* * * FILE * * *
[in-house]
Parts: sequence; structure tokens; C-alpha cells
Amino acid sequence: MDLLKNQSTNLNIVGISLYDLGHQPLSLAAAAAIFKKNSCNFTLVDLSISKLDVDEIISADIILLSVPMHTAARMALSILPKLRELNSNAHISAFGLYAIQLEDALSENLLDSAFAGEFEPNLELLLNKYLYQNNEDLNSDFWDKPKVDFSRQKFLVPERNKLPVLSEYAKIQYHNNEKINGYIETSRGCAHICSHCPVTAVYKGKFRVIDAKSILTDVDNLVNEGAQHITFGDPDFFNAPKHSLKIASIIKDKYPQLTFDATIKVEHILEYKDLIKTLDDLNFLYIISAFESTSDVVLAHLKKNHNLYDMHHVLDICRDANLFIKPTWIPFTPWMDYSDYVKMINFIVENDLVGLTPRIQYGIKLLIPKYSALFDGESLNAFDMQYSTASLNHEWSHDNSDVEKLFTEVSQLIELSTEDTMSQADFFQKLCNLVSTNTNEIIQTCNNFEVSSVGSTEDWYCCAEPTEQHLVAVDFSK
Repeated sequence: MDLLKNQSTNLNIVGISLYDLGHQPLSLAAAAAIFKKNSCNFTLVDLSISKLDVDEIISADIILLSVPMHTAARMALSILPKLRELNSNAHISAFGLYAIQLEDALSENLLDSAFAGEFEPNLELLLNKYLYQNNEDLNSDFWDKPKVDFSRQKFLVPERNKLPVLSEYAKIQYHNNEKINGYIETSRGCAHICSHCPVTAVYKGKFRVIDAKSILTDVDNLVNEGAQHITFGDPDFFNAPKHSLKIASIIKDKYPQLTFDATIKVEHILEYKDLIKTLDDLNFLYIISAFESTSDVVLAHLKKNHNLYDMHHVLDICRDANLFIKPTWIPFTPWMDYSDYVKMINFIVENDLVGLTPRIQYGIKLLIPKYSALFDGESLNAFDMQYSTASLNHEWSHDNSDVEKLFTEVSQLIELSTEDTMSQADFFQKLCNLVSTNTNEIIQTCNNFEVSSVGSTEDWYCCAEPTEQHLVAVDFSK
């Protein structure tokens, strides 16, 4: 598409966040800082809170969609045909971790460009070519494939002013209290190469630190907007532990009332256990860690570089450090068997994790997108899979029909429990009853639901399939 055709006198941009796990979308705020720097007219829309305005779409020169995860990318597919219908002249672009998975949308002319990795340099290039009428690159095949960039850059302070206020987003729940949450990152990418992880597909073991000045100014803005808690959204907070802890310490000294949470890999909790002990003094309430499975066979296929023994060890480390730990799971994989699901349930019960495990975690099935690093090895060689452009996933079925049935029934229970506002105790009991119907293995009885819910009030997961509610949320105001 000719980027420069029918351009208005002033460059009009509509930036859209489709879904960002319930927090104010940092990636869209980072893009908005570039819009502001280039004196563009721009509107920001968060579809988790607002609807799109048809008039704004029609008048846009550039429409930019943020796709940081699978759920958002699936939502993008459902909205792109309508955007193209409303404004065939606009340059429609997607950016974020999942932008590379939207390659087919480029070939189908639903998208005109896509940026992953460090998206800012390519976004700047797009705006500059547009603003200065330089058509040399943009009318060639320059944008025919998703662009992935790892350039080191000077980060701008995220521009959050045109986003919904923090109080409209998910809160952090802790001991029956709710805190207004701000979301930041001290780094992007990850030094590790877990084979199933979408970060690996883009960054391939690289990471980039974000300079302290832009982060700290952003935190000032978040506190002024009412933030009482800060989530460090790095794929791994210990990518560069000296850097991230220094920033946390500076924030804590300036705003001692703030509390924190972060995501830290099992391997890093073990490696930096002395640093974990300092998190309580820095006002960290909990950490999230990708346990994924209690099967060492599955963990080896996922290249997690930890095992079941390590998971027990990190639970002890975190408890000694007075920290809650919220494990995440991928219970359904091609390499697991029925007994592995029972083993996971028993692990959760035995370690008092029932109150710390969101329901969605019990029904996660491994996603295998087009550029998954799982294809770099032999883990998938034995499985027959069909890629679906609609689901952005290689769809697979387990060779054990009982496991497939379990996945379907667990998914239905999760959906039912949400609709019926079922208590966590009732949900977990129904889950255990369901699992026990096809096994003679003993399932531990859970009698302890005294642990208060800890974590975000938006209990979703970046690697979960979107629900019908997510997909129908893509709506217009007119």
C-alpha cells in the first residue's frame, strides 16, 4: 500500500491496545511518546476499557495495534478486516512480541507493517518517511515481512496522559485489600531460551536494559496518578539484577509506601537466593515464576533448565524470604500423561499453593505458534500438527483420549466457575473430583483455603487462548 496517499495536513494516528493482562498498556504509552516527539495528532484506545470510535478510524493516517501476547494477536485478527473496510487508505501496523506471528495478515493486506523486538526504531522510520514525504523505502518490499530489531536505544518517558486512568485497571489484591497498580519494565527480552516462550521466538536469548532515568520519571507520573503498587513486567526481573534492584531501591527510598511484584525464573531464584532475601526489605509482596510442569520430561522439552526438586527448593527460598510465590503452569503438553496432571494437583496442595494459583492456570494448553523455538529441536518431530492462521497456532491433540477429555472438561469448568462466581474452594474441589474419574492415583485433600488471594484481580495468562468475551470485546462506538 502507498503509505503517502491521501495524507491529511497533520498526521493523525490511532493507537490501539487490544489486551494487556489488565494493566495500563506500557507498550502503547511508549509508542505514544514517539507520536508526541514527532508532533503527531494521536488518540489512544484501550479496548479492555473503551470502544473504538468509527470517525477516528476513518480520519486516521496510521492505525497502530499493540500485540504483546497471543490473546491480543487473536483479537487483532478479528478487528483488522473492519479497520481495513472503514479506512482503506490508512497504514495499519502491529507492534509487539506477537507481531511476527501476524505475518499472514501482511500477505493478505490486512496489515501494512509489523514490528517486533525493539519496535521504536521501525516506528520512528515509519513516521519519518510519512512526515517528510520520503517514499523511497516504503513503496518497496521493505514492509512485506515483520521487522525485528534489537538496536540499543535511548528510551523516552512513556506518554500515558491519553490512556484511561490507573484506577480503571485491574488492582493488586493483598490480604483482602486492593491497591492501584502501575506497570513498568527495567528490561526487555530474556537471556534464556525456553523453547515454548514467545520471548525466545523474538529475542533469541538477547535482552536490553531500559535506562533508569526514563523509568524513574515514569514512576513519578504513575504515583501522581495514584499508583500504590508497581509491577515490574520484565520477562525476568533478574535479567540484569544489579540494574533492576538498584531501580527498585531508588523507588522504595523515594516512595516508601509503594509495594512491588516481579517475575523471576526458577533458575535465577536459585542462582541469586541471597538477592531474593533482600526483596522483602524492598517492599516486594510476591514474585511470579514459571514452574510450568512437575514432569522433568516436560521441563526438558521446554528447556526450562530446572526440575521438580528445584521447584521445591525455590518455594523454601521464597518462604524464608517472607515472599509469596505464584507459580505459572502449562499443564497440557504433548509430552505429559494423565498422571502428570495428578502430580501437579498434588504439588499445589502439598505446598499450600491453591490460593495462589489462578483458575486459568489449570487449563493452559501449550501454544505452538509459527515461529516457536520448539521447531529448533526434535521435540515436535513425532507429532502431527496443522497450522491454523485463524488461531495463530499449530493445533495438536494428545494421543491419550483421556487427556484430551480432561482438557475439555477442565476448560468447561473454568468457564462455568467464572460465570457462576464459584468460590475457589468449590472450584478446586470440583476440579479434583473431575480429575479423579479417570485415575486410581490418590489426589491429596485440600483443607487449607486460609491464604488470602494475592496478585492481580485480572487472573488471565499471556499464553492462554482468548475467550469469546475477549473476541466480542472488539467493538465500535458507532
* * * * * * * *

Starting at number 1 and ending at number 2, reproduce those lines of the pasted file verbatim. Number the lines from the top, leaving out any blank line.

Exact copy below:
[in-house]
Parts: sequence; structure tokens; C-alpha cells